If today's your first day back on the Internet after a month-long hiatus, you're probably wondering what the hell is going on with Google and Wikipedia; and why everyone keeps throwing around four-letter acronyms on Facebook and Twitter. Here's why: Today a number of the top Internet companies—Reddit, Wikipedia, Google, and others (go to SOPA Strike to see the full list of companies)—have decided to boycott two bills making the rounds in congress. The Stop Online Piracy Act (SOPA) and the Protect IP Act (PIPA) were both introduced last year and have been gaining momentum in the past weeks. Meant to give companies more power in fighting online piracy and the sale of counterfeit goods, the bill, which the Obama Administration has all but rebuked, have the potential to change the Internet as we know it. How? Read on to find out.

What is SOPA & PIPA? 

At its core, the Stop Online Piracy Act is an anit-piracy bill making its way throughout Congress. Introduced by Republican House Judiciary Committee Chair Lamar Smith on October 26, 2011, the bill calls for intellectual property (IP) owners (movie studios, record labels) to have the ability to shut down any foreign site that violates their intellectual property and copyrights. The Protect IP Act, SOPA's Senate equivalent, is meant to give the same power to companies that make physical goods that are being counterfeited and sold over the Internet. The bill's supporters claim that both bills are aimed at foreign companies that are illegally making money using U.S.-made goods.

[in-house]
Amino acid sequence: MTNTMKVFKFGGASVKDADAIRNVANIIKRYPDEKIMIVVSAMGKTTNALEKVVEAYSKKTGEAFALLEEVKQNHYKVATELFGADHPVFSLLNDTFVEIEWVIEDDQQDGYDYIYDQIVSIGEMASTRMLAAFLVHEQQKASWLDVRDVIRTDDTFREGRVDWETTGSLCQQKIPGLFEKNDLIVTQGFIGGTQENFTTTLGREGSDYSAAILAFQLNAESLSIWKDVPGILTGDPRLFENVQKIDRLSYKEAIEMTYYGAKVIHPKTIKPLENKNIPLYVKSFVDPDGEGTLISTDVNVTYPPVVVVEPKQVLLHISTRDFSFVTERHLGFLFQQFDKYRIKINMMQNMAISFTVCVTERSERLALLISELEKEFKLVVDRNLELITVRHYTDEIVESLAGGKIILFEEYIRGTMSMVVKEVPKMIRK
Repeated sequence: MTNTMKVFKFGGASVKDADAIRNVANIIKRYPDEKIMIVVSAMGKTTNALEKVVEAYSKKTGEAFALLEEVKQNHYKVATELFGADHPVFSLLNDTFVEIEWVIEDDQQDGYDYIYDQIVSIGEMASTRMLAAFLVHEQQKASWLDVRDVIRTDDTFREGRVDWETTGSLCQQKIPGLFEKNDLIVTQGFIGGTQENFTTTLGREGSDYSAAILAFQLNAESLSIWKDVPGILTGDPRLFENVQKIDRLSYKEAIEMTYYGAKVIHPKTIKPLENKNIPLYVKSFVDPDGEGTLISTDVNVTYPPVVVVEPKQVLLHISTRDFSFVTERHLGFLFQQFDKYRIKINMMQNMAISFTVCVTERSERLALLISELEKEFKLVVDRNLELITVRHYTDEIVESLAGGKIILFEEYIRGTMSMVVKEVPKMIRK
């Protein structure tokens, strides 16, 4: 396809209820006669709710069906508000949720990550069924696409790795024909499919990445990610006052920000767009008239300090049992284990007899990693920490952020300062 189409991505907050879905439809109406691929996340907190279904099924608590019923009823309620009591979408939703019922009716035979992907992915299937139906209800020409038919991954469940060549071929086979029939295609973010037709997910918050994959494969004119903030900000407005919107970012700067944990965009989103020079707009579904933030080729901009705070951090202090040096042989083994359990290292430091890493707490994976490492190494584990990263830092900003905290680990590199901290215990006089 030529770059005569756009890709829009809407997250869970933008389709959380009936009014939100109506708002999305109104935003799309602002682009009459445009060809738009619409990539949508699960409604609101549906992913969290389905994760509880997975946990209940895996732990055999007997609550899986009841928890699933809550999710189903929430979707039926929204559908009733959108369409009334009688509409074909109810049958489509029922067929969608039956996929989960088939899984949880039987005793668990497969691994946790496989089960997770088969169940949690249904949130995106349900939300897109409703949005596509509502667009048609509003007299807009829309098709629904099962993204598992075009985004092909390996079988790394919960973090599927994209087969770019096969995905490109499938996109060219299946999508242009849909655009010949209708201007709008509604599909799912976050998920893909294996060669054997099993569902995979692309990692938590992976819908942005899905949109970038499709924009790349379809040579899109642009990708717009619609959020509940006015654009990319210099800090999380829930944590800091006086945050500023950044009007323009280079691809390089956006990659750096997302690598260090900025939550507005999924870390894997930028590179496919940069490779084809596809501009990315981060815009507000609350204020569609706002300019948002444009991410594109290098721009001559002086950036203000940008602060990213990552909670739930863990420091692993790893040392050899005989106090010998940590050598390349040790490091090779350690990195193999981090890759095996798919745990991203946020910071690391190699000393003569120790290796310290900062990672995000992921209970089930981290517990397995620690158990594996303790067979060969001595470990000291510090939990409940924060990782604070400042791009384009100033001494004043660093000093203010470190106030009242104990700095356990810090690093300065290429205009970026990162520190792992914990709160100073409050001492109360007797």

How will this affect me? 

If passed, SOPA and PIPA will give corporations the power to censor the Internet as they see fit. If Sony Pictures discovers that a certain website is allowing users to download The Girl with the Dragon Tattoo, it can demand that the site's ISP block access to users, that Google remove the site's links from its search results, and that companies stop running their ads on the site. Or, if Sony realizes that a certain website is allowing users to download music from one of its artists illegally, it can have that site shut down.

But can't they already do that? Look at what happened to OnSmash. 

True. Under the Digital Millennium Copyright Act (DMCA), there are laws on the books to that make it a crime to pirate copyrighted material. We've recently seen the U.S. Immigration and Customs Enforcement (ICE) go after a number of websites it believed was pirating copyrighted material or selling counterfeit goods in the name of the DMCA. However, many of the seizures conducted by ICE were of dubious legality and are currently under investigation. With, SOPA and PIPA, there will be no need for legal recourse because it will all be legal. What's more, the copyright holders will only need to have it on "good faith" that certain websites are violating their rights. All of which could lead to an Internet Black List: A list of websites created by IP owners that are believed to be breaking the law.  

Damn, that's crazy. People will figure out a way around it, though, right? 

It is crazy. And you're right, we're sure the legions of hackers will figure out a way to circumvent whatever happens, just as The Pirate Bay has been able to do time and time again. However there's a provision in SOPA that will allow the government to shut down any site that gives users a way to go around the blocks and censorships. Also, as Gizmodo points out, if you were to send out a tweet or email that links to a torrent site with illegal content , Twitter and your email provider will be legally obligated to delete the tweet. And that will go for any social media outlet. Free speech will grind to a halt. 

What can I do? 

The bills are scheduled to stand for vote on January 24th. You can contact your congressman or congresswoman and let 'em know that you oppose the bill. There are a number of websites, like American Censorship and SOPA Strike, that make it easy for you to do so. 

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